Down To Earth brings you the top environmental cases heard in the Supreme Court, the high courts and the National Green Tribunal
Transfer of agricultural land
The Bench of Justices Uday Umesh Lalit, Indu Malhotra and AS Bopanna of the Supreme Court (SC) upheld the High Court of Gujarat order of March 17, 2009, that declared the transfer of agricultural land to a non-farmer through a will as going against the Bombay Tenancy and Agricultural Lands Act, 1948.
Sections 43 and 63 of the Act had put restrictions on the transfer of land purchased or sold under the legislation, which stated that there should be no sale, gift, exchange or lease of any land and its mortage.
The SC said the primary concern of those provisions was to see the “legislative scheme of granting protection to persons from disadvantaged categories and conferring the right of purchase upon them, thereby ensuring the direct relationship of a tiller with the land.”
The court ruled that the provisions were designed to attain and serve the purpose of protecting the holdings in the hands of the disadvantaged.
The advocate for the state of Gujarat submitted that the basic intent behind the conferral of ownership rights upon a cultivating tenant was to see that the actual tillers and cultivators could be protected and given the ownership rights upon payment of nominal charges.
“The avowed objective of the Act is to preserve agricultural lands in the hands of actual tillers and not to let concentration of holdings in a few hands,” the counsel for the state argued. It was further submitted that Section 63 of the Act clearly indicated that a transfer to a non-agriculturist was not permissible.
The bench of Justices Arun Mishra and S Abdul Nazeer of the SC on June 15, 2020, directed the Additional Solicitor General, ANS Nadkarni to collect details from all the Regional Transport Offices (RTO) throughout India and furnish information on how many vehicles of the Bharat Stage IV (BS-IV) category were sold and registered after the lifting of the COVID-19 lockdown.
Further, the apex court made it very clear that “now, no registration and sale of BS—IV vehicles is permitted.”
The judges were hearing a bunch of cases on similar matters ranging from registration of diesel vehicles / machines / equipments of North Delhi Municipal Corporation (NDMC) and East Delhi Municipal Corporation (EDMC) for public purposes to the registration of BS-IV vehicles.
The SC allowed the registration of four chasis-mounted suction-cum-jetting diesel machines purchased by the EDMC in December 2018 as well as of 25 diesel-operated vehicles and machines purchased by the NDMC.
The report from Environment Pollution (Prevention and Control) Authority informed the court that “CNG and Petrol vehicles of CEV BS-IV complaint vehicles are not available in the market.”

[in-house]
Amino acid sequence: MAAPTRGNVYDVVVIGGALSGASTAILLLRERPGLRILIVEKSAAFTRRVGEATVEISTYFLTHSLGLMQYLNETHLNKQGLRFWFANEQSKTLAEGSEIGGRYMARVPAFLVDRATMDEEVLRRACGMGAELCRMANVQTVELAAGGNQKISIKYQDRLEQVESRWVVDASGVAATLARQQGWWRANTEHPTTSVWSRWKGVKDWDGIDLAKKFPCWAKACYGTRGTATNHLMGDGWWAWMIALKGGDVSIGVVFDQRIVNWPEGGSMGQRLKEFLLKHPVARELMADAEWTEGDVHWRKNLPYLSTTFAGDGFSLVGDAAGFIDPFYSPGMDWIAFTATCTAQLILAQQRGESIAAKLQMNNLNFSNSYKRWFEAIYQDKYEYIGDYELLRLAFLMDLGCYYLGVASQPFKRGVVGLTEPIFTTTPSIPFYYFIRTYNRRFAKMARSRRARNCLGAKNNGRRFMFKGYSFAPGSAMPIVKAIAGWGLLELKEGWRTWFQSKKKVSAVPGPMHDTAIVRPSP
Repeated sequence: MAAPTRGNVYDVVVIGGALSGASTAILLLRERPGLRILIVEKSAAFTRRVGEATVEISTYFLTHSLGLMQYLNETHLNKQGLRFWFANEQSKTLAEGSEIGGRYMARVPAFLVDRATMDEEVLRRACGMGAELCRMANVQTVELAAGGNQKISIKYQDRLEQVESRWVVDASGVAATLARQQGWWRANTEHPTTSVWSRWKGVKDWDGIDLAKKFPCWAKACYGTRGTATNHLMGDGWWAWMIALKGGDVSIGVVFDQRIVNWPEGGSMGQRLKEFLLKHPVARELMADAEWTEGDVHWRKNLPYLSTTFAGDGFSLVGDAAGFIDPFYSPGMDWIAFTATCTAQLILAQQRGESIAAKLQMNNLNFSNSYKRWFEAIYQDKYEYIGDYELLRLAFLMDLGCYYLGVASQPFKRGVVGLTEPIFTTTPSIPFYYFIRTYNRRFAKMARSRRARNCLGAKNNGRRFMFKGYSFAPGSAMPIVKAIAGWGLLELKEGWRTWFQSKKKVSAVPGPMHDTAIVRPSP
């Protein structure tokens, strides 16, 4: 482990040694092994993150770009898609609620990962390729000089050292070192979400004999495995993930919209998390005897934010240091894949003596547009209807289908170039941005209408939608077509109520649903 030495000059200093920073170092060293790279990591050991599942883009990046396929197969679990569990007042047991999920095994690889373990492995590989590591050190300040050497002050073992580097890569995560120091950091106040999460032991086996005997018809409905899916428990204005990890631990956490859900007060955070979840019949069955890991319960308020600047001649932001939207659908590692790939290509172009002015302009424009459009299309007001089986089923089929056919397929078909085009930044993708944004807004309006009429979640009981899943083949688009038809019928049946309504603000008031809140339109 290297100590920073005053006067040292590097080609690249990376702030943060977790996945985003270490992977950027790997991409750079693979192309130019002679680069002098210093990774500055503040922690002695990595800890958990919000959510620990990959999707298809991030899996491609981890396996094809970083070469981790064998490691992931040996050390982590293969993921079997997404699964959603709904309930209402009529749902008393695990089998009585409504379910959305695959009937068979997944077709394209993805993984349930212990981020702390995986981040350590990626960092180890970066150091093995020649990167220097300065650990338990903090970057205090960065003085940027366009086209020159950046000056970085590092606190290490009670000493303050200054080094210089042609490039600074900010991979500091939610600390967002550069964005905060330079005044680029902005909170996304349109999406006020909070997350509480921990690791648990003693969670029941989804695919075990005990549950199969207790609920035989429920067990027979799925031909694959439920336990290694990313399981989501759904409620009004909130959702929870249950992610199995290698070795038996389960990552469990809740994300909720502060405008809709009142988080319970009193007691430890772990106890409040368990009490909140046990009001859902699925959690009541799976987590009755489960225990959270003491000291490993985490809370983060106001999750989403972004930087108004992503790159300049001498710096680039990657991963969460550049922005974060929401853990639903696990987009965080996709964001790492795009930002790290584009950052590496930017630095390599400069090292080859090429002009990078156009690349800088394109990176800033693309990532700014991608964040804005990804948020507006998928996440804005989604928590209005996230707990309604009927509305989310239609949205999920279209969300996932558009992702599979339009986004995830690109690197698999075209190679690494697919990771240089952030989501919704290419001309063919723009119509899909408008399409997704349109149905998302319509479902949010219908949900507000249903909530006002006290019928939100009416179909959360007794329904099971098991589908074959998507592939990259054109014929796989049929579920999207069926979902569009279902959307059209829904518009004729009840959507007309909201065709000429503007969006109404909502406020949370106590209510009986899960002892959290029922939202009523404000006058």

The Noida Golf Course (NGC) in Sector 43, Noida, Uttar Pradesh lacked a valid No Objection Certificate for groundwater abstraction, the Central Groundwater Authority (CGWA) informed the National Green Tribunal (NGT) in a report filed before the tribunal. A show cause notice was issued for the same, the CGWA added.
The report was in pursuance to the NGT order directing a joint committee comprising of the Central Pollution Control Board (CPCB), CGWA, Uttar Pradesh Jal Nigam and Uttar Pradesh Pollution Control Board, to assess the use of groundwater in NGC.
During the inspection, the committee found five tubewells for supplying groundwater for drinking, domestic and horticulture purposes. Two tubewells were found dismantled and abandoned.
Among the remaining three, two were operational and one under maintenance. The water meters were not installed on the tubewells and the log book was also not maintained for their operation — so the quantity of groundwater withdrawal cannot be known. The manager of the NGC informed that the number of rainwater harvesting pits were 32 in number.
The CPCB in January 2020 had collected samples of rainwater harvesting boring and of the two tubewells that were operational.
With respect to the quality of rainwater harvested, pH, Nitrate-N, total alkalinity, Magnesium and TDS had met the Bureau of Indian Standards (BIS) standard for drinking water quality. However, hardness and calcium were not meeting the criteria.
Fluroide, cadmium and zinc were found within BIS standard values. But arsenic, copper, lead, chromium, nickel, iron and manganese had exceeded the BIS standard.
When it came to the quality of groundwater, the pH, Nitrate-N, fluoride were meeting the BIS standard, while total alkalinity, hardness, calcium, magnesium and Total Dissolved Solids were not meeting the BIS standard. Presence of fecal and total coliform were detected, but not significant. All metals, except iron were absent.
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